The first time John Conyers was elected to Congress, Bert Johnson's parents weren't even teenagers. The last time Conyers had a serious challenger, Johnson was a kid doing hard time in prison.
But that was 1994 and this is now, and Bert Johnson is a different man, a serious and thoughtful state senator who says he tries to use the mistakes of his past to help people in the present.
And next year, he intends to take on John Conyers in the Democratic primary for Congress in the newly configured 13th District, which includes a little more than half of Detroit and a collection of mostly blue-collar Wayne County suburbs.
Conyers is bound to be heavily favored, even though Johnson actually lives in the district, and Conyers does not, at least not yet.
But the longest-serving African-American congressman in history could be vulnerable. For example, last month, the Arab American National Museum in Dearborn held an all-day event looking at the long-term impact of 9/11 on their community.
Late in the day, U.S. Rep. John Conyers came in to the final session and sat down in the audience. Eventually, the moderator (OK, it was me) asked if he'd like to come up and say a few words.
The congressman came to the podium, and told the mystified attendees that the Arab-American community ought to learn to appreciate the genius of John Coltrane and Miles Davis, which was about as relevant to that day's discussion as Spiderman.
Conyers also suggested to his largely bewildered audience that they get bus tickets and come to Washington to help celebrate the anniversary of the Congressional Black Caucus. For those who have known the congressman in recent years, this was not especially surprising behavior, though the media mostly ignores it.
John Conyers has been marching to his own drummer for a long time. He's the second longest-serving current member of Congress, and will be 83 years old before the next election. Nobody questions his commitment to peace and justice.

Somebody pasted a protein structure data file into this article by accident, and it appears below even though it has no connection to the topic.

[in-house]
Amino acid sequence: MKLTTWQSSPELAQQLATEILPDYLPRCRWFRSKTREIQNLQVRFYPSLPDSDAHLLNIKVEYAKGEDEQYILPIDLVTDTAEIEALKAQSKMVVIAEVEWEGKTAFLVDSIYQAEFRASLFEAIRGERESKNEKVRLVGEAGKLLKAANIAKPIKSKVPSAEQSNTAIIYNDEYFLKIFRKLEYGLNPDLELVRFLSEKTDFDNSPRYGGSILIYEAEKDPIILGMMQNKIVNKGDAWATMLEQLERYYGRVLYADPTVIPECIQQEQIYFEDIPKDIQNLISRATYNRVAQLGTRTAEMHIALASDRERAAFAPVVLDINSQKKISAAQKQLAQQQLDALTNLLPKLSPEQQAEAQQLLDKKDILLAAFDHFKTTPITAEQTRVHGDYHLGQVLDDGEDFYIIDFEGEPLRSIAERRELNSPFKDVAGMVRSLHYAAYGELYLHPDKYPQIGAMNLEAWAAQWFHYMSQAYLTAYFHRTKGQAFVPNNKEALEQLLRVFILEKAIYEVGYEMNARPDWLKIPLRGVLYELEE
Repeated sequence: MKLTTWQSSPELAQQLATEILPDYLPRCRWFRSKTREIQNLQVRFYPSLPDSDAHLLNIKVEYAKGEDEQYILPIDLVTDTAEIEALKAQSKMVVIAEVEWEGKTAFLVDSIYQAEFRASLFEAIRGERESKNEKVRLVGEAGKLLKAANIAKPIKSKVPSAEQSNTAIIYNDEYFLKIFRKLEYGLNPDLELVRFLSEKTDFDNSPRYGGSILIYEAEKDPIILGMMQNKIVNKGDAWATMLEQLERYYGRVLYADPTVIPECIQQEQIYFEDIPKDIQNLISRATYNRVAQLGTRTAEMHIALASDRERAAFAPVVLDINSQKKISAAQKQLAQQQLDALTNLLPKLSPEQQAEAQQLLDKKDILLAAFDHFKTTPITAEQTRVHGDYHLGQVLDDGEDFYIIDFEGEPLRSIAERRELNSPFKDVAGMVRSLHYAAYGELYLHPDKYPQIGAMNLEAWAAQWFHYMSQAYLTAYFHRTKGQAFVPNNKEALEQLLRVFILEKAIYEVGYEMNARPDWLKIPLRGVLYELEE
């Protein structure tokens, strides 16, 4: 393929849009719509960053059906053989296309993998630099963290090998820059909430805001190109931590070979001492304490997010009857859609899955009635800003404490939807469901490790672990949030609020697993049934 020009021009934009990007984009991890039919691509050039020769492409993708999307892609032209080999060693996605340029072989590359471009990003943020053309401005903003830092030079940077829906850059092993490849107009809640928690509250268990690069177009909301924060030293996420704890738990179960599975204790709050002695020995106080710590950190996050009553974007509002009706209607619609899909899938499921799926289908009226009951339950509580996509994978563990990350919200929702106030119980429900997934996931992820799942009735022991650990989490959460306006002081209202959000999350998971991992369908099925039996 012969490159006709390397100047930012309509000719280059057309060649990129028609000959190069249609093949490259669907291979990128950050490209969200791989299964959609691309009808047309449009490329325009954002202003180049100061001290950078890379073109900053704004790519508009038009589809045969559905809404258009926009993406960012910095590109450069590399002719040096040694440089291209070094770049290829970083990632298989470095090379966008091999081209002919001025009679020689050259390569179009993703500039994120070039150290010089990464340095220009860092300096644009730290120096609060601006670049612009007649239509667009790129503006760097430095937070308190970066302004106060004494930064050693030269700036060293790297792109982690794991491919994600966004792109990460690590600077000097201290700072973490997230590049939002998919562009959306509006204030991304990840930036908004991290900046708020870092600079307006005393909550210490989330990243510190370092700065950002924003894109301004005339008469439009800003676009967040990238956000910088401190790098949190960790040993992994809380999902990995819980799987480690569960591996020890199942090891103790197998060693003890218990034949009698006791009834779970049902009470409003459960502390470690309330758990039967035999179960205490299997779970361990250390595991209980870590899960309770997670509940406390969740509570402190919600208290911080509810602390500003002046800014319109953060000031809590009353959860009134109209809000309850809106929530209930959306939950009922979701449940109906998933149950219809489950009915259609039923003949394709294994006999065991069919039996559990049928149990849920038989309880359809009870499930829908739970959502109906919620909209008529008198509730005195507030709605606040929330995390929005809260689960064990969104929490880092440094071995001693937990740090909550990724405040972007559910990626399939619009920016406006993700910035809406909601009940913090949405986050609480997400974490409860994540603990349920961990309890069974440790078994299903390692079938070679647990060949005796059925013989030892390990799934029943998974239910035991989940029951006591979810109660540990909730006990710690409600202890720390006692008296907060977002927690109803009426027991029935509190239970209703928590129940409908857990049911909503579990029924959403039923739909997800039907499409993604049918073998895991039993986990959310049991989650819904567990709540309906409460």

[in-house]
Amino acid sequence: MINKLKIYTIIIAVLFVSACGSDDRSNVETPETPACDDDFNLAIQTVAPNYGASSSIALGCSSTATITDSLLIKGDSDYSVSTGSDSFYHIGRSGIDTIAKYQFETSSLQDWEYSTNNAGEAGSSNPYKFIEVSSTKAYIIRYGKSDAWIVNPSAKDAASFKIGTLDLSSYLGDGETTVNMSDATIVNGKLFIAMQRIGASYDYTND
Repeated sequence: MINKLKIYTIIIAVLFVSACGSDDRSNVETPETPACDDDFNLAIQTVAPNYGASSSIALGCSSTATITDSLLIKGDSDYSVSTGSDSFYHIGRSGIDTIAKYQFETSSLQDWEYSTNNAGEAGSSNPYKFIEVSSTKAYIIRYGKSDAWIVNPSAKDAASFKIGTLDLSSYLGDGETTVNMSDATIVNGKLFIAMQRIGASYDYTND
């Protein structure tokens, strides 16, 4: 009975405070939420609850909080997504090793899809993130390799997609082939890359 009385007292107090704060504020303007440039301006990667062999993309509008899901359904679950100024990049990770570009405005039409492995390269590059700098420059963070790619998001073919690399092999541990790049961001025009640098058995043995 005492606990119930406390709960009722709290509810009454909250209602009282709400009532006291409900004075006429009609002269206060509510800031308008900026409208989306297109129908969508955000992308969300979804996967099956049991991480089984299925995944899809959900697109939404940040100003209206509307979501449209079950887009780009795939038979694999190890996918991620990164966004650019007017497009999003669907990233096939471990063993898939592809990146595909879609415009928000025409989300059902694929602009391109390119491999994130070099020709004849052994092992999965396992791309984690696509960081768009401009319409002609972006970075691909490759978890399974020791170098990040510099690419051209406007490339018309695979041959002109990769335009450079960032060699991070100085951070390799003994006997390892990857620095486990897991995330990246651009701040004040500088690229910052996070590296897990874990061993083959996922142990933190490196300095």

His competence is another matter.
The congressman had been in Washington nearly a decade when a baby named Bert Johnson was born to an upwardly mobile family in Detroit. His father, also Bert, eventually became a lawyer with his own firm. His son had everything going for him, except one.
"I was a follower," he said, and followed the wrong people. That led to an armed robbery conviction, and hard time in prison.
But he turned his life around, big-time. Today, he is a newly elected state senator, the father of three, respected in his community. State Sen. Bert Johnson (D-Highland Park) doesn't make any excuses for what he did all those years ago.
"I did a stupid thing, but I had an excellent judge," he told me over breakfast in Highland Park last weekend. (Jessica Cooper, now the Oakland County prosecutor.)
"She told me she was giving me a chance, and it was up to me to take it." Johnson was given an open-ended sentence: 18 months to 30 years, depending. He got the point. He stayed to himself and read constantly in the joint — Ionia, one of Michigan's toughest prisons.
He was determined not to screw up again. Johnson was out in a little over a year, and went back to school at the University of Detroit-Mercy. His father put him to work in his law office, managing cases, maintaining files; he found he had a gift for organization.